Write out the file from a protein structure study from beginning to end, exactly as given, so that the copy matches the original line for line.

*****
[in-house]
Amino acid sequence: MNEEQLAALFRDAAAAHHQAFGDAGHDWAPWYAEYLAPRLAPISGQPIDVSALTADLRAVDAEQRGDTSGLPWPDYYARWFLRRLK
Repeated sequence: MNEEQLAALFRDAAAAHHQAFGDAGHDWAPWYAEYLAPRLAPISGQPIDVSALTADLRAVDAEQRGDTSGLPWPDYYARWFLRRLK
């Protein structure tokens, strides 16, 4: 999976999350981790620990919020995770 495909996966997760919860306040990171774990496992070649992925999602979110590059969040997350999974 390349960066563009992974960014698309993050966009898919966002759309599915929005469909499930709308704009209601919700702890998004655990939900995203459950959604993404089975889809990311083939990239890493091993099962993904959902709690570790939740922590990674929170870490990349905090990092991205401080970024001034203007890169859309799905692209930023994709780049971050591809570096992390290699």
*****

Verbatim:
[in-house]
Amino acid sequence: MNEEQLAALFRDAAAAHHQAFGDAGHDWAPWYAEYLAPRLAPISGQPIDVSALTADLRAVDAEQRGDTSGLPWPDYYARWFLRRLK
Repeated sequence: MNEEQLAALFRDAAAAHHQAFGDAGHDWAPWYAEYLAPRLAPISGQPIDVSALTADLRAVDAEQRGDTSGLPWPDYYARWFLRRLK
């Protein structure tokens, strides 16, 4: 999976999350981790620990919020995770 495909996966997760919860306040990171774990496992070649992925999602979110590059969040997350999974 390349960066563009992974960014698309993050966009898919966002759309599915929005469909499930709308704009209601919700702890998004655990939900995203459950959604993404089975889809990311083939990239890493091993099962993904959902709690570790939740922590990674929170870490990349905090990092991205401080970024001034203007890169859309799905692209930023994709780049971050591809570096992390290699």